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Bate Papo! Drop by the LBC mezzanine floor for a slice of manioc sponge cake. We will be spread out across the green couches so come by to take a load off and chat for a bit. This event is sponsored by TULASO and the Stone Center for Latin American Studies. Admission is free. All levels welcome. For more information, please contact Megwen at

Bate Papo! Practice your Portuguese and enjoy some Brazilian treats: Romeo & Julieta

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Bate Papo! Join us once again in the LBC mezzanine area to sample the most romantic treat in all of Brazil: Romeo & Julieta. Never heard of it? Come give it a try! It is like nothing you’ve ever tasted before… This event is sponsored by TULASO and the Stone Center for Latin American Studies. Admission is free. All levels welcome. For more information, please contact Megwen at

Office of Multicultural Affairs: International Food and Music Festival

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The International Food and Music Festival is a tradition for Tulane University and the surrounding New Orleans community. It is not possible without the participation of the international community at Tulane. We need your help to represent your culture, country, or community. Share food, crafts, cultural history, language, performance, and have fun at this beautiful outdoor festival.

This event is FREE for all Tulane faculty, staff and students. You must present your Splash Card. Non-affiliated Tulane attendees can purchase tickets here.

Interested in being a sponsor? Click here for more information and registration.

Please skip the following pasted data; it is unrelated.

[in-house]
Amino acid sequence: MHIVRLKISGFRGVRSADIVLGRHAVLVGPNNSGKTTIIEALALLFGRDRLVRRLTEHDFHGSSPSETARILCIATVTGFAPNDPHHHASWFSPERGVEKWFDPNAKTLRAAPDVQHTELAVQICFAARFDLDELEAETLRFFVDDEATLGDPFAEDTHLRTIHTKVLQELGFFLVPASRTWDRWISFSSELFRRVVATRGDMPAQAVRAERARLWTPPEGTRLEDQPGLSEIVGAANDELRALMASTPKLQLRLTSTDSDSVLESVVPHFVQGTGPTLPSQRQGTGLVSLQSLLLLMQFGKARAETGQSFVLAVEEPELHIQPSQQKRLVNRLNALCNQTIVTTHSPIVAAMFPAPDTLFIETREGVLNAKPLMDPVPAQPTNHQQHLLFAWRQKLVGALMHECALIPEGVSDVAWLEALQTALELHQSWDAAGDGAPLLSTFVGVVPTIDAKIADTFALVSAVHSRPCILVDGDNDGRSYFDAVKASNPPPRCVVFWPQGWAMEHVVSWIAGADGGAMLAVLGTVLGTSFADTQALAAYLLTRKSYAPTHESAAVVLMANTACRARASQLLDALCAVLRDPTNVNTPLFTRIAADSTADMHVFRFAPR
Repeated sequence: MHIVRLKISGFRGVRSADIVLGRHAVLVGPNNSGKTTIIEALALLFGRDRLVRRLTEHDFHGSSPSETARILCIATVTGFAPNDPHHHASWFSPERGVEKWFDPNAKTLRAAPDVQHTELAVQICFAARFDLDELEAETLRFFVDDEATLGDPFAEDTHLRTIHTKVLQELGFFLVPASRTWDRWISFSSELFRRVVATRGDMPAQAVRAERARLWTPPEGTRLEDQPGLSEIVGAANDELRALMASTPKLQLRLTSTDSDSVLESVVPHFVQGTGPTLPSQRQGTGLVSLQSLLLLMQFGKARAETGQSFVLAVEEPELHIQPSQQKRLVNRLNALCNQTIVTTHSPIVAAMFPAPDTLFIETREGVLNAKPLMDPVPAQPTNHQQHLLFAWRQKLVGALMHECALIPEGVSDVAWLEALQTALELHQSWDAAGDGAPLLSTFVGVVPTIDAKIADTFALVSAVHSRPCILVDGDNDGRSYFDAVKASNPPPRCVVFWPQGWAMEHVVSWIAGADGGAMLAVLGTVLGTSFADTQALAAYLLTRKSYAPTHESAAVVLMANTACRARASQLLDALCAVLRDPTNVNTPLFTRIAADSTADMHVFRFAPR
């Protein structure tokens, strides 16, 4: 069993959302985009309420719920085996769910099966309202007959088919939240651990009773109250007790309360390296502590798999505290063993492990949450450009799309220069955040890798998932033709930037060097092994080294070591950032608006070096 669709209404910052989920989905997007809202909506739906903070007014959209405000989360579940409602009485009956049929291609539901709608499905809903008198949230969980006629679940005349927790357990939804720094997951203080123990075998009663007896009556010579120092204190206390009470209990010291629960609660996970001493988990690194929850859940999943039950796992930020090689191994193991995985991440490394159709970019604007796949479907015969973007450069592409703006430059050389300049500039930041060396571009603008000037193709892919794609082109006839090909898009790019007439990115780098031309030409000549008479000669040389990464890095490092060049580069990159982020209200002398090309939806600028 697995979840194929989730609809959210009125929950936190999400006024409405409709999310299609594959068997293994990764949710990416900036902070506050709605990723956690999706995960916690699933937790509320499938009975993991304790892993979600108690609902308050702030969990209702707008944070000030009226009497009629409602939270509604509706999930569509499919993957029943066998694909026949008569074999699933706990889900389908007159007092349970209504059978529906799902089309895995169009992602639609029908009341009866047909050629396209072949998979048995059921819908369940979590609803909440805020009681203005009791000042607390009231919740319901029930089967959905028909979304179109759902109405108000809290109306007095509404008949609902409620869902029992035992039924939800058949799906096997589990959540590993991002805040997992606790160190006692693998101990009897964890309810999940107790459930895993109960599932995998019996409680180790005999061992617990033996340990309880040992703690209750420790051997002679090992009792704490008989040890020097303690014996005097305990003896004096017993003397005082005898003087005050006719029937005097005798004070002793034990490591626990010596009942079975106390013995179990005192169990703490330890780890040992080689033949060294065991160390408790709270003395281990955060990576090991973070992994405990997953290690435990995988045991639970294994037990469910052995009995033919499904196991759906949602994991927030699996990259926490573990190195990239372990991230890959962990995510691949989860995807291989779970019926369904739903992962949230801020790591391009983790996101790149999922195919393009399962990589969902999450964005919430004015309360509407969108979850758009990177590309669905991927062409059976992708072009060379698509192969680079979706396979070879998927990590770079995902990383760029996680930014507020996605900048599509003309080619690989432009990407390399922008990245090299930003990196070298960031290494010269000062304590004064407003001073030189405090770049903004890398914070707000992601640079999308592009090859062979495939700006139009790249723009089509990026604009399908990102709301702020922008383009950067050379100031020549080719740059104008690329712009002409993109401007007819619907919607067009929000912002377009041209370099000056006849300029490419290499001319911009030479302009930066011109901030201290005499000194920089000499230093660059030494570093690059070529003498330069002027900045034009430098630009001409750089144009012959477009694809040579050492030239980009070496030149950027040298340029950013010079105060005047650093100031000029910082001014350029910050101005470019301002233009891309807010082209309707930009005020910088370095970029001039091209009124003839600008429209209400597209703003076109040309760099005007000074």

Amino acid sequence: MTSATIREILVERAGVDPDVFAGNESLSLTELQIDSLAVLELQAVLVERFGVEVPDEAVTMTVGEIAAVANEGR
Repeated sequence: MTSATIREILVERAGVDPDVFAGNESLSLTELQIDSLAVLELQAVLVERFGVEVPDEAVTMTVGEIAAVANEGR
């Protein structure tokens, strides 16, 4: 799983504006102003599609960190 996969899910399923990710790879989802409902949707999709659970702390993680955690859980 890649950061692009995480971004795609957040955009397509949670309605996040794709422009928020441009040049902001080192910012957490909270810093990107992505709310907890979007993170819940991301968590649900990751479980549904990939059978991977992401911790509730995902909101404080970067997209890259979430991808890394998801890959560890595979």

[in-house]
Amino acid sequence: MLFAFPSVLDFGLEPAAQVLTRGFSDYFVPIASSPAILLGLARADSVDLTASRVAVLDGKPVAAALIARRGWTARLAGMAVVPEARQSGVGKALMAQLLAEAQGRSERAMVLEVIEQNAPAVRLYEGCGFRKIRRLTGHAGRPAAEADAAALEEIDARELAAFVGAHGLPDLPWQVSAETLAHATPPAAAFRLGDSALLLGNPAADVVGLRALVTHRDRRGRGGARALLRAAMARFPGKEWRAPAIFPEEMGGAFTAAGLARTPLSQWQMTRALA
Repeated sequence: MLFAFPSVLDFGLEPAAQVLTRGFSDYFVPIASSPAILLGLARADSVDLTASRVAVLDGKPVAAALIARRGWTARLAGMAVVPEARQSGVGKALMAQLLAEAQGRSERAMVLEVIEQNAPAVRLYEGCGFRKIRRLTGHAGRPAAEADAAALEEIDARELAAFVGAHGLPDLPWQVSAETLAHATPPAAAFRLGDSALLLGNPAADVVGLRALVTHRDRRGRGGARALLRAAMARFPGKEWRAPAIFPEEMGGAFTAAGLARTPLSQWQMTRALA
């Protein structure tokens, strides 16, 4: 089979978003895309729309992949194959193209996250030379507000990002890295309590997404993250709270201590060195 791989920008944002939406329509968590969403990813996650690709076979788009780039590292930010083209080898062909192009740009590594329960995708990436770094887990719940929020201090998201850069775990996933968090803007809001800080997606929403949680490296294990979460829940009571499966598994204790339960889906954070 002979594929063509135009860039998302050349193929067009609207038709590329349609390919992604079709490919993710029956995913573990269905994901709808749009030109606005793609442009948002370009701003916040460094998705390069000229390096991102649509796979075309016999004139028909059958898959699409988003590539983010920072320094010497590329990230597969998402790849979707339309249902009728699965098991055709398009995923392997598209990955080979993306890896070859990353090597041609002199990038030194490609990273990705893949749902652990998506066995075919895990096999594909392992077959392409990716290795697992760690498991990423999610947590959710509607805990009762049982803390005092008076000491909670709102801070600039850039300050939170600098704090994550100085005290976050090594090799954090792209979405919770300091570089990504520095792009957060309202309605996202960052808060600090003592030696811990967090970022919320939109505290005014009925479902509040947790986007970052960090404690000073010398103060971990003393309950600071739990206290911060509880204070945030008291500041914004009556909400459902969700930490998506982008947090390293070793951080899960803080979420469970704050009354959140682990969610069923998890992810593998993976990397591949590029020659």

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Bate Papo! Practice your Portuguese and enjoy some Brazilian treats: pave

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Bate Papo! End your Friday afternoon on the Jones Hall patio with a classic Brazilian layer dessert. This event is sponsored by TULASO and the Stone Center for Latin American Studies. Admission is free. All levels welcome. For more information, please contact Megwen at

Chantalle Verna to Present Research on U.S. and Haitian Relationships in Post-Occupation Haiti

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Join us at the Stone Center for Latin American Studies in welcoming Dr. Chantalle Verna for a talk on her book Haiti and the Uses of America: Post- U.S. Occupation Promises on April 26, 2018, at 6:00 PM.

In her book, Dr. Verna makes evident that there have been key moments of cooperation that contributed to nation-building in both countries. Dr. Verna emphasizes the importance of examining the post-occupation period: the decades that followed the U.S. military occupation of Haiti (1915-34) and considering how Haiti’s public officials and privileged citizens rationalized nurturing ties with the United States at the very moment when the two nations began negotiating the reinstatement of Haitian sovereignty in 1930. Their efforts, Dr. Verna shows, helped favorable ideas about the United States, once held by a small segment of Haitian society, circulate more widely. In this way, Haitians contributed to and capitalized upon the spread of internationalism in the Americas and the larger world.

Dr. Verna received her Ph.D. from Michigan State University and is currently a professor in the History Department in Florida International University’s School of International and Public Affairs. Dr. Verna focuses on the culture of foreign relations, specifically concerning Haiti and the United States during the mid-twentieth century.